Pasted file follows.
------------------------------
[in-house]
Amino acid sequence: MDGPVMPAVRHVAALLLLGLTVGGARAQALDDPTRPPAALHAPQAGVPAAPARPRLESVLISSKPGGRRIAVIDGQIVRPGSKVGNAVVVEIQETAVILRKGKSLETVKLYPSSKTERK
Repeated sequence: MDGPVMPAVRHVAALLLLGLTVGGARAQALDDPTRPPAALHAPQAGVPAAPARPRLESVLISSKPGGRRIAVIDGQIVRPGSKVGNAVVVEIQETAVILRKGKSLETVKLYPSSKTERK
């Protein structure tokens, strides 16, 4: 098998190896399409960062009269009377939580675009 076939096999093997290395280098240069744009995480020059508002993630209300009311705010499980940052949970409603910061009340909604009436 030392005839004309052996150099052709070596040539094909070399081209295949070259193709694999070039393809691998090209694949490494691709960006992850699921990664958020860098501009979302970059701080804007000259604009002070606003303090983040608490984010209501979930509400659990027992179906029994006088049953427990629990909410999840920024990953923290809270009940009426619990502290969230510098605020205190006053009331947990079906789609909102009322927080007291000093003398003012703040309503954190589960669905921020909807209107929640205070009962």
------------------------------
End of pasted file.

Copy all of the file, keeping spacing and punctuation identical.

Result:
[in-house]
Amino acid sequence: MDGPVMPAVRHVAALLLLGLTVGGARAQALDDPTRPPAALHAPQAGVPAAPARPRLESVLISSKPGGRRIAVIDGQIVRPGSKVGNAVVVEIQETAVILRKGKSLETVKLYPSSKTERK
Repeated sequence: MDGPVMPAVRHVAALLLLGLTVGGARAQALDDPTRPPAALHAPQAGVPAAPARPRLESVLISSKPGGRRIAVIDGQIVRPGSKVGNAVVVEIQETAVILRKGKSLETVKLYPSSKTERK
């Protein structure tokens, strides 16, 4: 098998190896399409960062009269009377939580675009 076939096999093997290395280098240069744009995480020059508002993630209300009311705010499980940052949970409603910061009340909604009436 030392005839004309052996150099052709070596040539094909070399081209295949070259193709694999070039393809691998090209694949490494691709960006992850699921990664958020860098501009979302970059701080804007000259604009002070606003303090983040608490984010209501979930509400659990027992179906029994006088049953427990629990909410999840920024990953923290809270009940009426619990502290969230510098605020205190006053009331947990079906789609909102009322927080007291000093003398003012703040309503954190589960669905921020909807209107929640205070009962």